Wanting more assurance, the charity might go a step further and enter into an oral agreement to sell for a certain price, contingent upon its receiving the property for a gift annuity. Some would say the charity has not gone too far because it has stopped short of a legally enforceable sales agreement (assuming state law does not treat an oral commitment as binding).

The charity may go even further and actually enter into a written sales agreement with a prospective buyer and possibly open an escrow account. It could be argued that the donor has not subjected the charity to an obligation to sell, but that the charity, being under no compulsion to do so, has simply made arrangements to sell in the event it receives certain property by gift.  This argument might prevail, but certainly the risk level has increased.

While these strategies may minimize the charity’s financial risk, they progressively increase the risk of immediate recognition of all capital gain in the property. For that reason, more cautious gift planners may prefer to control risk by 1) offering a discounted annuity rate, 2) doing advance marketing but stopping short of any purchase and sale agreement, and/or 3) using one of the next two strategies.

3. Exercise a “put” agreement with a prospective buyer in advance of the transfer of the property.*

In advance of the anticipated gift, the charity and the buyer can enter into a “put” agreement which would state that if the charity receives a gift of x property, it has a period of y days to require the buyer to purchase the property, based on certain terms and conditions that would be set forth. 

This appears to satisfy the conditions of Revenue Ruling 78-197, which states that the gain will not be taxed to the donor, provided that the charity is under no legal obligation to sell the property. In this instance the “put” gives the charity the right to require a purchase, but it is under no obligation to exercise the “put.” The charity would be subject to little financial risk, for it would not accept real estate for a gift annuity until the “put” is in place and it knows that it can sell the property for a specified price.

Although this strategy is not without risk, and is not supported by any ruling, it appears to be a lower risk than if the charity had a pre-existing or oral agreement that required it to sell the property subject to certain terms.

4.  Ask the donor to defer gift annuity payments for a period of time.

Another possibility would be to see if the donor would agree to defer payments for perhaps two years or more so that the charity can avoid advancing money for annuity payments prior to the anticipated sale.

As an alternative, instead of deferring payments for a specified period of time, the donor might execute a flexible deferred gift annuity agreement. There would be an understanding between the donor and the charity that the donor would not elect to begin payments until the property has been sold.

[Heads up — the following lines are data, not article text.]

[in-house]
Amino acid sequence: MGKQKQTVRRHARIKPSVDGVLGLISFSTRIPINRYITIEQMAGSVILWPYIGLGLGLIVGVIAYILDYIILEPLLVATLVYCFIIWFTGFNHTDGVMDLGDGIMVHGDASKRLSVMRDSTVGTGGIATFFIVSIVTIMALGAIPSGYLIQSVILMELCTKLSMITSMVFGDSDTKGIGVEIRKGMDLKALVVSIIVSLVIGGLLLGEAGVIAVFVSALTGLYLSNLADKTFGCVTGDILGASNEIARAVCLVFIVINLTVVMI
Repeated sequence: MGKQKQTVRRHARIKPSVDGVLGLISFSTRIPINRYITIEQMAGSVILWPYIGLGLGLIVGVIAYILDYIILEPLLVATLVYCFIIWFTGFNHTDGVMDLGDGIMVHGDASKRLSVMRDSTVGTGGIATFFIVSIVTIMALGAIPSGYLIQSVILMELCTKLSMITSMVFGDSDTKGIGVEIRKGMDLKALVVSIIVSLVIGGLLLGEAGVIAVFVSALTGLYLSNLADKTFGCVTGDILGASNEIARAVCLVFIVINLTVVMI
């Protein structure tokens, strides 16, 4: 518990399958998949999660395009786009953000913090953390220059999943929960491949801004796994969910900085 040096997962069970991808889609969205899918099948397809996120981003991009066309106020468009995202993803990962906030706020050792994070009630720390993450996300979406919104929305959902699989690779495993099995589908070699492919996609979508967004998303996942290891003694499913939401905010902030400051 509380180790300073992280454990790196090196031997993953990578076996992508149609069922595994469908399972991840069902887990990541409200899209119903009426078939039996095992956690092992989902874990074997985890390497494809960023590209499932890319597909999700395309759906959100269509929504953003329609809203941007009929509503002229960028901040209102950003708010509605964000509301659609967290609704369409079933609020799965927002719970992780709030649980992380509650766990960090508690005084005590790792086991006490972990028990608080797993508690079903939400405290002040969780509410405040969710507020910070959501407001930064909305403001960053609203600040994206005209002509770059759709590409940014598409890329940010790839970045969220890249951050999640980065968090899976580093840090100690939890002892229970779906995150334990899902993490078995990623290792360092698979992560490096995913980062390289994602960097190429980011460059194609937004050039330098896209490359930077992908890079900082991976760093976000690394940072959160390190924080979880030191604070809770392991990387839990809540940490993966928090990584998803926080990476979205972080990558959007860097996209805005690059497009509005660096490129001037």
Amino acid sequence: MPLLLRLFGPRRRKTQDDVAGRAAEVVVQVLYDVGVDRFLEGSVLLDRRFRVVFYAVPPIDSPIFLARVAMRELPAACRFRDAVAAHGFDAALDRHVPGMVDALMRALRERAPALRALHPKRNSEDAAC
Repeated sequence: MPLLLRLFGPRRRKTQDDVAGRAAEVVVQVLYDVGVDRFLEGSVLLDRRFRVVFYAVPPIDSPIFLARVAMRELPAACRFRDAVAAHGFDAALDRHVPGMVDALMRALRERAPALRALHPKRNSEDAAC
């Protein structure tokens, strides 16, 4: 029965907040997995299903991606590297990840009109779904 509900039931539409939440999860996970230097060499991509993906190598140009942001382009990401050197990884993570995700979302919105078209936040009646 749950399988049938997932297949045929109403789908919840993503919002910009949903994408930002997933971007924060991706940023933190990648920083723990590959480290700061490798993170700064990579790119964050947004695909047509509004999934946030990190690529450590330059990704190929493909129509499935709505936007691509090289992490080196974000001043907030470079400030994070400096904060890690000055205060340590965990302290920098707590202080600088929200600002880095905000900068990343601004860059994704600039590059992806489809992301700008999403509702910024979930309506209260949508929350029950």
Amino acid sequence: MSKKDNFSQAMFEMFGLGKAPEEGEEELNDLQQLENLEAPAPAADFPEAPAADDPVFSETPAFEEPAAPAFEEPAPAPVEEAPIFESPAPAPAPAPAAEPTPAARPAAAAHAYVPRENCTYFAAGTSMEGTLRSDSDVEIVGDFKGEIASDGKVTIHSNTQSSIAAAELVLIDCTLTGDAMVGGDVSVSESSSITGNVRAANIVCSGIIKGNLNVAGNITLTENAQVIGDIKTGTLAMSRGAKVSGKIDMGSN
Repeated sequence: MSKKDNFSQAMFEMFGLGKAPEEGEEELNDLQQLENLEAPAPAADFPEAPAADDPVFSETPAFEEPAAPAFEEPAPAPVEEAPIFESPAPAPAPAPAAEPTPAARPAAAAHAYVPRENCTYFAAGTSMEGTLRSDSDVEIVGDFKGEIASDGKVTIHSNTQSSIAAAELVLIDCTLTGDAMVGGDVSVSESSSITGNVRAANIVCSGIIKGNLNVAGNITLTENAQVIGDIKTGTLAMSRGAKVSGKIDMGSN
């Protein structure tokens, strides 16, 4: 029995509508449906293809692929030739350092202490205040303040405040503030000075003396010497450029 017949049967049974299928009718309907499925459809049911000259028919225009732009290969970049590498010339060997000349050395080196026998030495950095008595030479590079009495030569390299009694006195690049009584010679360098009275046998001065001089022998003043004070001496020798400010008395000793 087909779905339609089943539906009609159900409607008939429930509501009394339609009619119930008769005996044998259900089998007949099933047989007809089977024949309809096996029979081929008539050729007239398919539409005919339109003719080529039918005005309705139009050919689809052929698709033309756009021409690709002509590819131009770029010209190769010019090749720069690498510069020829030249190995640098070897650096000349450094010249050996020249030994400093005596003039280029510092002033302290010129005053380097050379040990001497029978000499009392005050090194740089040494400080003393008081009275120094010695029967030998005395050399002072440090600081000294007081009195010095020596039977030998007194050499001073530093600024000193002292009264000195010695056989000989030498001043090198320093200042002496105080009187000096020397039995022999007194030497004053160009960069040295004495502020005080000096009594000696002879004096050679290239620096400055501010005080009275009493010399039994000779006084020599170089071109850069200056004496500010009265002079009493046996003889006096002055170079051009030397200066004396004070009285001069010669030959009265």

Other risk considerations 
In addition to the risks already noted, namely being unable to sell the donated real estate, or realizing less of a charitable gift than anticipated, there are the risks associated with any type of real estate gift. To minimize these, the charity should always perform due diligence on the property such as researching the title and the possible liability for cleanup of environmental pollution.

Excise tax 
Many states assess an excise tax on real estate sales. This could be one percent or more of the sales proceeds. If the state regards the present value of annuity payments as an amount received, that value could be subject to the excise tax. This would ordinarily be the responsibility of the seller, or the donor in the case of a gift annuity. Charities should determine the possible existence of an excise tax when real property is contributed for a gift annuity and make the donor aware of any tax that she will owe.

A gift annuity funded with mortgaged real estate

It is possible, though usually not desirable from the charity’s standpoint, to transfer mortgaged property for a charitable gift annuity. The bargain sale rules under Reg. Sec. 1.1011-2(a)(3) apply in this situation, and so the donor will have to recognize the capital gain allocated to the mortgage. In some instances the donor may incur a net cost in the year of the gift because the capital gain recognized in the property exceeds the charitable deduction.

The charity should be mindful of the fact that it will have acquisition indebtedness, possibly resulting in taxable income, unless the mortgage was placed on the property more than five years before the gift and was held by the donor for more than five years before the gift. See IRC Sec. 514(c)(2)(B).

Still, giving real estate with a mortgage may be attractive to the donor, who is relieved of mortgage payments and can count on the fixed payments of an annuity. However, the charity not only has to make those payments but also has to service the mortgage, so it must carefully weigh the costs against the potential eventual benefits.


A gift of real estate to fund a gift annuity can work well for the donor and charity alike, but the charity must do its due diligence and be mindful of the potential risks. Since for many donors real estate is their most valuable asset, a gift annuity may be the only practical life-income option if the value of the property is too low to justify establishing a trust. As long as the charity carefully considers the possible risks, and takes steps to minimize them, a gift annuity funded with real estate can be an excellent gift in the long run.

* This “put” agreement technique was first proposed by Emil Kallina of Kallina and Associates, LLC in Baltimore, MD.